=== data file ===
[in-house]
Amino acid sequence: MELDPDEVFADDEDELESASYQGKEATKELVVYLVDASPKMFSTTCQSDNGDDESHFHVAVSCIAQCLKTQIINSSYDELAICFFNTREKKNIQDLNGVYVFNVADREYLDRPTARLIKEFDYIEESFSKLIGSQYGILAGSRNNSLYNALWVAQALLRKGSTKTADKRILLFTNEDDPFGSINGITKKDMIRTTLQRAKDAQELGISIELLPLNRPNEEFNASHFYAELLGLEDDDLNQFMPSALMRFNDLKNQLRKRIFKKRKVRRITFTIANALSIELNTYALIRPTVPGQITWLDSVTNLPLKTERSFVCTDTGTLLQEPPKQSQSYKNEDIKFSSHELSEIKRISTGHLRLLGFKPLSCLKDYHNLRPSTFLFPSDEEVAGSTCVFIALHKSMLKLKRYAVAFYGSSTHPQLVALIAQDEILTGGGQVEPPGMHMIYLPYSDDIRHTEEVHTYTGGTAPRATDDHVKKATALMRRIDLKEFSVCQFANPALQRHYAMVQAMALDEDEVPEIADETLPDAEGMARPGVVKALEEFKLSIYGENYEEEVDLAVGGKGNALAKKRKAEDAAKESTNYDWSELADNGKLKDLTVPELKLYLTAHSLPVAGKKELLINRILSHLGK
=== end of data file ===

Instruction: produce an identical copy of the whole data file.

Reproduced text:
[in-house]
Amino acid sequence: MELDPDEVFADDEDELESASYQGKEATKELVVYLVDASPKMFSTTCQSDNGDDESHFHVAVSCIAQCLKTQIINSSYDELAICFFNTREKKNIQDLNGVYVFNVADREYLDRPTARLIKEFDYIEESFSKLIGSQYGILAGSRNNSLYNALWVAQALLRKGSTKTADKRILLFTNEDDPFGSINGITKKDMIRTTLQRAKDAQELGISIELLPLNRPNEEFNASHFYAELLGLEDDDLNQFMPSALMRFNDLKNQLRKRIFKKRKVRRITFTIANALSIELNTYALIRPTVPGQITWLDSVTNLPLKTERSFVCTDTGTLLQEPPKQSQSYKNEDIKFSSHELSEIKRISTGHLRLLGFKPLSCLKDYHNLRPSTFLFPSDEEVAGSTCVFIALHKSMLKLKRYAVAFYGSSTHPQLVALIAQDEILTGGGQVEPPGMHMIYLPYSDDIRHTEEVHTYTGGTAPRATDDHVKKATALMRRIDLKEFSVCQFANPALQRHYAMVQAMALDEDEVPEIADETLPDAEGMARPGVVKALEEFKLSIYGENYEEEVDLAVGGKGNALAKKRKAEDAAKESTNYDWSELADNGKLKDLTVPELKLYLTAHSLPVAGKKELLINRILSHLGK